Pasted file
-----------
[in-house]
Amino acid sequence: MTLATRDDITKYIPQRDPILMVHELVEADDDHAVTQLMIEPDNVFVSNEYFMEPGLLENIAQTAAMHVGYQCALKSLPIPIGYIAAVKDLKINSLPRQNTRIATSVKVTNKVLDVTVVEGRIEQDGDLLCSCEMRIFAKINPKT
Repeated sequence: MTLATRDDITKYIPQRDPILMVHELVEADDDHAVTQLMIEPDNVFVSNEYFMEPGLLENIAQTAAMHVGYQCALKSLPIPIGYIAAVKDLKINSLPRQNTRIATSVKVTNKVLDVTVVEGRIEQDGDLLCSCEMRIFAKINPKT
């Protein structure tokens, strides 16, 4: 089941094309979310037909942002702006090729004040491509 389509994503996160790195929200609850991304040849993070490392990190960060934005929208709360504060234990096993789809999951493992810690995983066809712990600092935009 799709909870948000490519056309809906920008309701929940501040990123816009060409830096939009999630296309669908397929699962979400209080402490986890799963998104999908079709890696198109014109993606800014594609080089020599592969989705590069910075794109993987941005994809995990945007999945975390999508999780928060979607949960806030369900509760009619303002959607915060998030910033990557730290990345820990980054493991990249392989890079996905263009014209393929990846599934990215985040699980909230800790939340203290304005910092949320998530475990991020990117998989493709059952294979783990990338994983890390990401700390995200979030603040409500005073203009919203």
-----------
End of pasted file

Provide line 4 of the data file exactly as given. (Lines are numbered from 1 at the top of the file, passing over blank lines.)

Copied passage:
């Protein structure tokens, strides 16, 4: 089941094309979310037909942002702006090729004040491509 389509994503996160790195929200609850991304040849993070490392990190960060934005929208709360504060234990096993789809999951493992810690995983066809712990600092935009 799709909870948000490519056309809906920008309701929940501040990123816009060409830096939009999630296309669908397929699962979400209080402490986890799963998104999908079709890696198109014109993606800014594609080089020599592969989705590069910075794109993987941005994809995990945007999945975390999508999780928060979607949960806030369900509760009619303002959607915060998030910033990557730290990345820990980054493991990249392989890079996905263009014209393929990846599934990215985040699980909230800790939340203290304005910092949320998530475990991020990117998989493709059952294979783990990338994983890390990401700390995200979030603040409500005073203009919203």